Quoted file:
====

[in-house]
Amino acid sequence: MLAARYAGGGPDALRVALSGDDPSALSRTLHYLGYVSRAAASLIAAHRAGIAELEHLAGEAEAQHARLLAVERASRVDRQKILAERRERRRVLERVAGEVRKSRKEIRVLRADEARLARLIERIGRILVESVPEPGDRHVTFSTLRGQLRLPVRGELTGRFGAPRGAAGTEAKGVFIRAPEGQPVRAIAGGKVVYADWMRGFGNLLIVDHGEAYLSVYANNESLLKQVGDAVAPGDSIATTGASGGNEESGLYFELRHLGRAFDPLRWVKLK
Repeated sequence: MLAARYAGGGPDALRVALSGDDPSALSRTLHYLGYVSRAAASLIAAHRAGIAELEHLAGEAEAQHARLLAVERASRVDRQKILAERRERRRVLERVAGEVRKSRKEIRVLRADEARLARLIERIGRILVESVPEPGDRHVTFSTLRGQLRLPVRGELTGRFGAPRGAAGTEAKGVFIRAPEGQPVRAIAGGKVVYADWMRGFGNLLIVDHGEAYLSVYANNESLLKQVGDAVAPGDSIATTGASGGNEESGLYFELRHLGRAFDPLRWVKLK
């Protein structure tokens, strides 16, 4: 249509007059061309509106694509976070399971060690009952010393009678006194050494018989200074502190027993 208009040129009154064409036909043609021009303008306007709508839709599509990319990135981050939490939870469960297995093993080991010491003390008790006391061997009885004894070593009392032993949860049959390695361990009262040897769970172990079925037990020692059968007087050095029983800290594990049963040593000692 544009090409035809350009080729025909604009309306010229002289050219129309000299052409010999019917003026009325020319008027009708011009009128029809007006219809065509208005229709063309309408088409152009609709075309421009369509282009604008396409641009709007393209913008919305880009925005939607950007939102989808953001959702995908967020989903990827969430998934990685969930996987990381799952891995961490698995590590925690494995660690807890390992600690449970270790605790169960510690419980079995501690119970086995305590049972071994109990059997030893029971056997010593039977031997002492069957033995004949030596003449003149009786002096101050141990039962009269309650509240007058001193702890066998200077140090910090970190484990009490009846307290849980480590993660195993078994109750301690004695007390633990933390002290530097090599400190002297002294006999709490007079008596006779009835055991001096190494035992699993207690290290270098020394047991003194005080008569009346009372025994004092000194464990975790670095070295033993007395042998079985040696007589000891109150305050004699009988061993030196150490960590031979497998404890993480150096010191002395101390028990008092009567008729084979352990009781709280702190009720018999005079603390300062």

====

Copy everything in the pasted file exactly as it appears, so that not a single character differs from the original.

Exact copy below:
[in-house]
Amino acid sequence: MLAARYAGGGPDALRVALSGDDPSALSRTLHYLGYVSRAAASLIAAHRAGIAELEHLAGEAEAQHARLLAVERASRVDRQKILAERRERRRVLERVAGEVRKSRKEIRVLRADEARLARLIERIGRILVESVPEPGDRHVTFSTLRGQLRLPVRGELTGRFGAPRGAAGTEAKGVFIRAPEGQPVRAIAGGKVVYADWMRGFGNLLIVDHGEAYLSVYANNESLLKQVGDAVAPGDSIATTGASGGNEESGLYFELRHLGRAFDPLRWVKLK
Repeated sequence: MLAARYAGGGPDALRVALSGDDPSALSRTLHYLGYVSRAAASLIAAHRAGIAELEHLAGEAEAQHARLLAVERASRVDRQKILAERRERRRVLERVAGEVRKSRKEIRVLRADEARLARLIERIGRILVESVPEPGDRHVTFSTLRGQLRLPVRGELTGRFGAPRGAAGTEAKGVFIRAPEGQPVRAIAGGKVVYADWMRGFGNLLIVDHGEAYLSVYANNESLLKQVGDAVAPGDSIATTGASGGNEESGLYFELRHLGRAFDPLRWVKLK
């Protein structure tokens, strides 16, 4: 249509007059061309509106694509976070399971060690009952010393009678006194050494018989200074502190027993 208009040129009154064409036909043609021009303008306007709508839709599509990319990135981050939490939870469960297995093993080991010491003390008790006391061997009885004894070593009392032993949860049959390695361990009262040897769970172990079925037990020692059968007087050095029983800290594990049963040593000692 544009090409035809350009080729025909604009309306010229002289050219129309000299052409010999019917003026009325020319008027009708011009009128029809007006219809065509208005229709063309309408088409152009609709075309421009369509282009604008396409641009709007393209913008919305880009925005939607950007939102989808953001959702995908967020989903990827969430998934990685969930996987990381799952891995961490698995590590925690494995660690807890390992600690449970270790605790169960510690419980079995501690119970086995305590049972071994109990059997030893029971056997010593039977031997002492069957033995004949030596003449003149009786002096101050141990039962009269309650509240007058001193702890066998200077140090910090970190484990009490009846307290849980480590993660195993078994109750301690004695007390633990933390002290530097090599400190002297002294006999709490007079008596006779009835055991001096190494035992699993207690290290270098020394047991003194005080008569009346009372025994004092000194464990975790670095070295033993007395042998079985040696007589000891109150305050004699009988061993030196150490960590031979497998404890993480150096010191002395101390028990008092009567008729084979352990009781709280702190009720018999005079603390300062």